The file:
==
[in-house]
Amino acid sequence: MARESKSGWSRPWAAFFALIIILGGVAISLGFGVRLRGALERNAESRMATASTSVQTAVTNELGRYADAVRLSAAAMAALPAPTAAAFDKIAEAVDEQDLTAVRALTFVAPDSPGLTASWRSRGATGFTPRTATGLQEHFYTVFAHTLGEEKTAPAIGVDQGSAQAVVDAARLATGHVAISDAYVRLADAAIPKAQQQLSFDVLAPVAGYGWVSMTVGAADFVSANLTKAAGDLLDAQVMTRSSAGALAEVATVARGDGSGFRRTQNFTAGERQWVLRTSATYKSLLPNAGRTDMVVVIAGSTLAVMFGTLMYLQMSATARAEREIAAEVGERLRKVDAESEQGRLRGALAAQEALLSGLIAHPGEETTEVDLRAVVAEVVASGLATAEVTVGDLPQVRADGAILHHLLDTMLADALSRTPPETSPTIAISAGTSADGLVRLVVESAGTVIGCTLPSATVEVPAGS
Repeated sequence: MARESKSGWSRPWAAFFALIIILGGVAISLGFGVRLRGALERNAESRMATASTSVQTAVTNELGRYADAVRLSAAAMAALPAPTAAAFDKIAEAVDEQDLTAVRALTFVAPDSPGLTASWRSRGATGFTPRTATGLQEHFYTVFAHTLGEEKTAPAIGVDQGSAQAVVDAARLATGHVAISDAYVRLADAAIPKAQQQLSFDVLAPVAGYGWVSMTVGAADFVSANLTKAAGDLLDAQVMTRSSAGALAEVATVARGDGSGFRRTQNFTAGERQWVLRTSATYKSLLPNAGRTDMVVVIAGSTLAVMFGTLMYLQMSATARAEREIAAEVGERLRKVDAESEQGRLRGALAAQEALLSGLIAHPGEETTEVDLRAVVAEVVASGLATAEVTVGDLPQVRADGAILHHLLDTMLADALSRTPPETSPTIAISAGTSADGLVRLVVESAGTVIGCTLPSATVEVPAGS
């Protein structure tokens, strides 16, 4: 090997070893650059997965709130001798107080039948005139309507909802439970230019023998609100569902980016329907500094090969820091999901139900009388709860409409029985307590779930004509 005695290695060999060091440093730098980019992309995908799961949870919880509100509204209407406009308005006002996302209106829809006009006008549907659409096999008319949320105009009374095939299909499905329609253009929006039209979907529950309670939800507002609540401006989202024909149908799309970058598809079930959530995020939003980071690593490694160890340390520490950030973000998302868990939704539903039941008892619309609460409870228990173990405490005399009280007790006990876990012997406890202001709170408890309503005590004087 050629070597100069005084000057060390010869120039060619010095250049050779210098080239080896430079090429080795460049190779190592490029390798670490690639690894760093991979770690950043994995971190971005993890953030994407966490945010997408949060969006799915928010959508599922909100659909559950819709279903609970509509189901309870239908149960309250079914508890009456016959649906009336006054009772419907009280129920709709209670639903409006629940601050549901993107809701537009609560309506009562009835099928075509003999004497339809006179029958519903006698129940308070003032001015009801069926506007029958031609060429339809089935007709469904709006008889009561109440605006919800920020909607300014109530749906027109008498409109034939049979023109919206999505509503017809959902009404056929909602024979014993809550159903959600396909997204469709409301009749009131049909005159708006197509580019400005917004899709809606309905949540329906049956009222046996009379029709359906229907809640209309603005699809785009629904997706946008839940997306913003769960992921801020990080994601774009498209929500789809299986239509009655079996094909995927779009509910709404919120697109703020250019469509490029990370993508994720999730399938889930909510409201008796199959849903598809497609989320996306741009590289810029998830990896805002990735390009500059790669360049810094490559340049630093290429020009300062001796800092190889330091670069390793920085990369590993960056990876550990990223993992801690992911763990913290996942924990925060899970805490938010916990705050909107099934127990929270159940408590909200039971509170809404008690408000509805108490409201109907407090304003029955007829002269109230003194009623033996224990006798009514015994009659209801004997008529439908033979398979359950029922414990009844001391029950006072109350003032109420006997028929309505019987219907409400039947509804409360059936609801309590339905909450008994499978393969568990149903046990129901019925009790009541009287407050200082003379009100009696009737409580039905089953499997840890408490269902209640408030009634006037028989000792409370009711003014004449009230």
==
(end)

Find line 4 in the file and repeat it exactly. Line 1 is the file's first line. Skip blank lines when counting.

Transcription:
């Protein structure tokens, strides 16, 4: 090997070893650059997965709130001798107080039948005139309507909802439970230019023998609100569902980016329907500094090969820091999901139900009388709860409409029985307590779930004509 005695290695060999060091440093730098980019992309995908799961949870919880509100509204209407406009308005006002996302209106829809006009006008549907659409096999008319949320105009009374095939299909499905329609253009929006039209979907529950309670939800507002609540401006989202024909149908799309970058598809079930959530995020939003980071690593490694160890340390520490950030973000998302868990939704539903039941008892619309609460409870228990173990405490005399009280007790006990876990012997406890202001709170408890309503005590004087 050629070597100069005084000057060390010869120039060619010095250049050779210098080239080896430079090429080795460049190779190592490029390798670490690639690894760093991979770690950043994995971190971005993890953030994407966490945010997408949060969006799915928010959508599922909100659909559950819709279903609970509509189901309870239908149960309250079914508890009456016959649906009336006054009772419907009280129920709709209670639903409006629940601050549901993107809701537009609560309506009562009835099928075509003999004497339809006179029958519903006698129940308070003032001015009801069926506007029958031609060429339809089935007709469904709006008889009561109440605006919800920020909607300014109530749906027109008498409109034939049979023109919206999505509503017809959902009404056929909602024979014993809550159903959600396909997204469709409301009749009131049909005159708006197509580019400005917004899709809606309905949540329906049956009222046996009379029709359906229907809640209309603005699809785009629904997706946008839940997306913003769960992921801020990080994601774009498209929500789809299986239509009655079996094909995927779009509910709404919120697109703020250019469509490029990370993508994720999730399938889930909510409201008796199959849903598809497609989320996306741009590289810029998830990896805002990735390009500059790669360049810094490559340049630093290429020009300062001796800092190889330091670069390793920085990369590993960056990876550990990223993992801690992911763990913290996942924990925060899970805490938010916990705050909107099934127990929270159940408590909200039971509170809404008690408000509805108490409201109907407090304003029955007829002269109230003194009623033996224990006798009514015994009659209801004997008529439908033979398979359950029922414990009844001391029950006072109350003032109420006997028929309505019987219907409400039947509804409360059936609801309590339905909450008994499978393969568990149903046990129901019925009790009541009287407050200082003379009100009696009737409580039905089953499997840890408490269902209640408030009634006037028989000792409370009711003014004449009230």